As soon as the ring spanner has loosened the bolt, unscrew it by hand (left) and remove it. Don't let it fall into the hot oil or you will have to fish it out with a pair of pliers. Oil will start to drain as the bolt is just about to come out - careful - it's hot.
Allow a few minutes for all the hot oil to drain out (right). It's a good idea to have a cloth laid out handy (left, below) where you can put down tools and equipment.
When the oil has finished draining, use your 12mm or 17mm ring spanner (right) to loosen the oil filter central bolt. It may be easier to to use a socket spanner to actually unscrew the bolt, depending on how tight it is.
Once the central bolt is loose, unscrew the oil filter housing by hand or with a spanner (left), and remove it. Quite a lot of oil will flow out - don't worry - this is normal.
There is a large O-ring sealing between the oil filter housing and the crankcase. It doesn't matter if this falls off into the drain tub, because you won't be using it again.
Sorry about the weird angle on this photo (right)! Tip the oil from inside the filter housing into the drain tub. If the large O ring didn't fall into the oil tub, recover it from either its recess in the oil filter housing, or from where it stuck to the engine (left, below). If it's damaged, this doesn't matter as you won't need it again.
Slide out the oil filter bolt (right) and then remove the old filter; remove and discard the small black O ring at its throat, here seen between my thumb and middle finger. The old filter may need to be gently prised out.
Before you discard the old filter and its large O ring, have a good look inside the paper ribbed elements of the filter, for any debris. REMEMBER - If you find metal shavings, especially coppery flakes or large silver particles embedded in the filter, your engine has probably damaged its main crankshaft and / or big-end bearings, and is in imminent danger of complete failure. This should be investigated at once. It is almost certainly an engine-out job to correct, and the most likely solution is a replacement engine.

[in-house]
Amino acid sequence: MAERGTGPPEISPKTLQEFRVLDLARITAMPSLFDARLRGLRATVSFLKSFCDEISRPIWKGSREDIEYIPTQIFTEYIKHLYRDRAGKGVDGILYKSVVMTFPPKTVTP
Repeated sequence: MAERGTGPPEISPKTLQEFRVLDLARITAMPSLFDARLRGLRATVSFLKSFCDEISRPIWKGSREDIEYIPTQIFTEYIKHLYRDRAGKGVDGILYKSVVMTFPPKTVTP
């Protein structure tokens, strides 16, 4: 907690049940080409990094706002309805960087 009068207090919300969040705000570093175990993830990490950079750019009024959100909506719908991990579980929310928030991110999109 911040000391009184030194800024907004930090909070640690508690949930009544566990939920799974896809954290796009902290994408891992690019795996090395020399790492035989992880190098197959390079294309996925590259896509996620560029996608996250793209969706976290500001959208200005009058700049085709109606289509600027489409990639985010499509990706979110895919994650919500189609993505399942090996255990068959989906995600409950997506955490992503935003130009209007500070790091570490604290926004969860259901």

A significant amount of silvery (aluminium) particles strongly suggests that your cam chain and tensioning apparatus is worn out. See this page for details.
Don't worry about the holes in the body of the oil filter bolt - these are supposed to be there.
Don't lose the spring and steel washer which go over the filter bolt and are located along the body of the bolt, sitting between the front-wheel-end of the filter and the filter housing. These should slide or fall out as the filter bolt is removed from the housing. They sometimes drop into the freshly drained oil - to fish them out of the hot oil, use a magnet.
Clean the drain bolt, spring and washer, filter housing area on the crankcase, filter housing (left), especially the recess where the new large O ring will be fitted.
Honda's standard oil filter bolt has a rather soft 12mm head, which is easily rounded off after many oil changes. I have obtained an aftermarket steel version which is much stronger and has a 17mm head. UK readers can obtain one mail order from Motor Cycle Accessories, 162, Belgrave Gate, Leicester LE1 3XL UK. Tel 0116-262-4983. The correct length one of 3.1" (78mm) length is likely to be discontinued, but the 3.5" (85mm) length version is easily cut down to the correct length (don't forget to thoroughly wash any saw-debris out of the bolt afterwards).
Note the difference between the new steel 17mm head bolt (left) and the Honda standard 12mm soft alloy version. During this particular oilchange, I fitted the 17mm bolt you see here, and it is clear that the old 12mm one is thoroughly worn out, almost completely rounded off. In fact to get it out, I had to use a Mole self-locking wrench applied to the bolt's outer circumference, and you can see the grip marks.